13. The meaning of βαθυὸν καλόν is the key to this verse. βαθμός (ἅπ. λεγ. in the N.T.) means primarily a ‘step,’ and it has been interpreted often of (a) a step in the ministry, the gradus presbyteratus; the meaning of the verse being, then, that those who have served the office of deacon well are rewarded by being raised to the presbyterate (or the episcopate). But this is not in harmony with the context, and savours of a later period than that of the Epistle. The regular promotion of deacons was, apparently, not known in the Apostolic or sub-Apostolic age. But (b) βαθμός may well mean ‘standing’ or ‘position’; and thus the passage speaks of the ‘vantage-ground’ in respect of the Christian community which will be gained by a deacon who has honourably discharged his duties. The reputation he has acquired may become the means of further and wider usefulness. Another interpretation (c) is that of ‘a good standing’ in respect, not of men, but of God, the reference being to the spiritual growth of the διάκονοι; in this view, ἀποθησαυρίζοντας ἑαυτοῖς θεμέλιον καλὸν εἰς τὸ μέλλον of 1 Timothy 6:19 would be a close parallel. But such an interpretation robs γάρ of its force, and ignores the connexion it implies between 1 Timothy 3:12-13. Bearing in mind the point of the injunction that the διάκονοι should be μιᾶς γυναικὸς ἄνδρες, viz. that they should be without reproach in the eyes of the Christian community, we see that a transition to any comment on their spiritual progress here or their final destiny hereafter would be out of place, while an observation in reference to their good repute among the faithful would be entirely apposite. On these grounds we decide in favour of (b); the ‘good standing’ acquired by the διάκονος is his position of greater trust among those to whom he ministers, in itself a great reward, because of the larger opportunities which it gives.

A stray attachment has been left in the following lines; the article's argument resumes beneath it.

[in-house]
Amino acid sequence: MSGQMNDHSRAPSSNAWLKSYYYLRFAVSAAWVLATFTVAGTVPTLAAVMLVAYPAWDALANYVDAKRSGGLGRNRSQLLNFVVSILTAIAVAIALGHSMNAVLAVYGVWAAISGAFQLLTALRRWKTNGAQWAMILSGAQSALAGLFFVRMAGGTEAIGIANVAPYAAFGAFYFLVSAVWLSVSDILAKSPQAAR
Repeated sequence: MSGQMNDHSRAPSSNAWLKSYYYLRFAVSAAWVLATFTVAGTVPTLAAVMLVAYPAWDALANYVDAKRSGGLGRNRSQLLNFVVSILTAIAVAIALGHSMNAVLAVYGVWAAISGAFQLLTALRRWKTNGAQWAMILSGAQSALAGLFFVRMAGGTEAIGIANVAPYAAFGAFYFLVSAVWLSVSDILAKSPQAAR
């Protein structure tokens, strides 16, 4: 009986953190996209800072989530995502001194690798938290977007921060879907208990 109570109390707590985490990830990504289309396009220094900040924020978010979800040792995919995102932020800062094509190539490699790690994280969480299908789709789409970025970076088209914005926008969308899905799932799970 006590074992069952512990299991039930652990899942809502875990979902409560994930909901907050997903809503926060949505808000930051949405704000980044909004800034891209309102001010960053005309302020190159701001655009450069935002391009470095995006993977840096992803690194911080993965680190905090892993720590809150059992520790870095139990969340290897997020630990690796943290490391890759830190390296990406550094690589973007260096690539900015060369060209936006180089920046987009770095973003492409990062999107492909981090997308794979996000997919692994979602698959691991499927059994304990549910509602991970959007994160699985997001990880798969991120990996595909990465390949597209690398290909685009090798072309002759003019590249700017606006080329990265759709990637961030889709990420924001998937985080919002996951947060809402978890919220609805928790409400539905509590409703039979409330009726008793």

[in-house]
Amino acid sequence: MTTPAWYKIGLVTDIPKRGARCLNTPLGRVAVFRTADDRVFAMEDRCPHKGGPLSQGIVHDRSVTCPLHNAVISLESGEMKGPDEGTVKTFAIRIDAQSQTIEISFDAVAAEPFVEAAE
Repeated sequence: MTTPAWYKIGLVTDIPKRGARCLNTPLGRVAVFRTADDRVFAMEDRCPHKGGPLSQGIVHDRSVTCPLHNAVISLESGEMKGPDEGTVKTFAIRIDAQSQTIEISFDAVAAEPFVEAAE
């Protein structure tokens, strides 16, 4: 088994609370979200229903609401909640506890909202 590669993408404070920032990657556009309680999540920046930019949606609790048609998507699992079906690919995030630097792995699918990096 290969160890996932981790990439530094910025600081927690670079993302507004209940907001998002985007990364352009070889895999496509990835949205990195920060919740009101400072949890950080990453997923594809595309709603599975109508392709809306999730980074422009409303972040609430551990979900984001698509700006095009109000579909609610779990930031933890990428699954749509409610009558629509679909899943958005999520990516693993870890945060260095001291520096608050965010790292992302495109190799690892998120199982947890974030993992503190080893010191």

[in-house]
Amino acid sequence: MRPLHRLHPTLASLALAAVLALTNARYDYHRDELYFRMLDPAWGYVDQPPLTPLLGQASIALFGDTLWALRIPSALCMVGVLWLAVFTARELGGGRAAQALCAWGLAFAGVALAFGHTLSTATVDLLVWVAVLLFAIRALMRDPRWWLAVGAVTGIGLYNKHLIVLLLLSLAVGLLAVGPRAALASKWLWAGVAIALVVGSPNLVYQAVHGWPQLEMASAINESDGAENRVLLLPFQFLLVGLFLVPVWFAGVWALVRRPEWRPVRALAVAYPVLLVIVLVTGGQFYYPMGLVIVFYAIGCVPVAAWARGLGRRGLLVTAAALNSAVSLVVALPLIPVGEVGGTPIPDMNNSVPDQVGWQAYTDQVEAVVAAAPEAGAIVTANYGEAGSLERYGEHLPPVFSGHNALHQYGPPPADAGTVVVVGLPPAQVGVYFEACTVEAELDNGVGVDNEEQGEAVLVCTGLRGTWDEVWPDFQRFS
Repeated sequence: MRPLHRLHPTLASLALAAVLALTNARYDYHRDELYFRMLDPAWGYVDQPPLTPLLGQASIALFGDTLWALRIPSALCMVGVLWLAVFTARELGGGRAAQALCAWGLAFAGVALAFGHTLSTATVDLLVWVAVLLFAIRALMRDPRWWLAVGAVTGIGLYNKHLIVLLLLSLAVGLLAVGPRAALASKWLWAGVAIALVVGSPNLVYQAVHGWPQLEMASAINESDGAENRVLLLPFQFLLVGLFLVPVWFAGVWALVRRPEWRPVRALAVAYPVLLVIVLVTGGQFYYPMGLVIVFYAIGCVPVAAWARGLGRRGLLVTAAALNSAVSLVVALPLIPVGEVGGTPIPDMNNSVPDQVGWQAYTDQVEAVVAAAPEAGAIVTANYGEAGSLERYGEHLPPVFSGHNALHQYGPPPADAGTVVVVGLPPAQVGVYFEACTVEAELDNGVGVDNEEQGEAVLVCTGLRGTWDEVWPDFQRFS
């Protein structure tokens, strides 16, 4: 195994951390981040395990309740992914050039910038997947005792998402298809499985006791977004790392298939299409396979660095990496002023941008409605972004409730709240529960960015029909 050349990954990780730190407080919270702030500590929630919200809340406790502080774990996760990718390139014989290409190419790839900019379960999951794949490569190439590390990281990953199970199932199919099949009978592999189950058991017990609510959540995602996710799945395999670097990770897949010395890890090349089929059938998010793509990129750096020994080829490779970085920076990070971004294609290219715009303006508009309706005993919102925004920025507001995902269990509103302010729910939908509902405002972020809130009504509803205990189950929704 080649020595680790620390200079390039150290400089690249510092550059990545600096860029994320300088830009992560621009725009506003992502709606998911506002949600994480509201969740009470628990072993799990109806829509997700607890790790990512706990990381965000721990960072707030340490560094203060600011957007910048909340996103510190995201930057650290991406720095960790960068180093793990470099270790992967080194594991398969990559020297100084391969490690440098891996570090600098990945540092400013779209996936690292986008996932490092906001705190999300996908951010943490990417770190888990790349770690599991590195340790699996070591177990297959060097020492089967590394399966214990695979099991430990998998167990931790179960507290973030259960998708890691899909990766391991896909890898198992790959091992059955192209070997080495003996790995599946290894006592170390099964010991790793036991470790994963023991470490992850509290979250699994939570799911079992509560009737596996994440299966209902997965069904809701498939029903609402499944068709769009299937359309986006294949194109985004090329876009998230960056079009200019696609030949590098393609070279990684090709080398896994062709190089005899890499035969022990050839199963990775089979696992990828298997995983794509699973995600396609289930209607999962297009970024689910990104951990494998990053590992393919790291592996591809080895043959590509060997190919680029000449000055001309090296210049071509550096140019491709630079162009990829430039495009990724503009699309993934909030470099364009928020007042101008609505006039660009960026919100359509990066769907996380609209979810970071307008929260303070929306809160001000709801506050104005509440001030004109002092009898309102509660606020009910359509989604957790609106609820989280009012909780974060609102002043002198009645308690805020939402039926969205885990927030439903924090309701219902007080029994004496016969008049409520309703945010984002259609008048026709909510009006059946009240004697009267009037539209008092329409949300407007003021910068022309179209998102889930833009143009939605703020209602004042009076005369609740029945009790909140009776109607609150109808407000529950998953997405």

περιποιοῦνται, acquire. The verb περιποιεῖσθαι does not appear elsewhere in St Paul’s Epistles; but cp. Acts 20:28 and 1 Thessalonians 5:9 &c. The translation of the A.V., purchase, has come to suggest an idea of traffic which the word does not contain.

πολλὴν παρρησίαν. In accordance with the view taken above of βαθμὸν καλόν, this phrase finds a parallel in 2 Corinthians 7:4; the ‘boldness’ acquired by the καλῶς διακονήσαντες is boldness in respect of men, not in respect of God. This latter is a familiar N.T. idea (e.g. 1 John 3:21), but is not here prominent.

ἐν πίστει τῇ ἐν Χρ. . This is the sphere in which the παρρησία is exhibited, and the source from which it ultimately springs. Cp. Colossians 1:4.

Verse 14

14. ταῦτα, i.e. the foregoing instructions about public worship, and about the officers of the Church, contained in chaps. 2 and 3; cp. ταύτην τὴν παραγγελίαν at the close of ch. 1.

γράφω. The present is used rather than the epistolary aorist; cp. 1 Corinthians 4:14; Galatians 1:20 &c.

πρὸς σέ. These words are enclosed in square brackets by Westcott and Hort; but they are well attested (see crit. note) and are quite in Paul’s manner. Cp. Romans 1:10; Romans 1:13; 2 Corinthians 1:15.

τάχιον, more speedily, sc. than you might suppose from the fact that I am writing to you. The force of the comparative should not be overlooked; cp. Hebrews 13:23. The reading ἐν τάχει (see crit. note) is probably an explanatory gloss.

Verse 14-15


Verse 15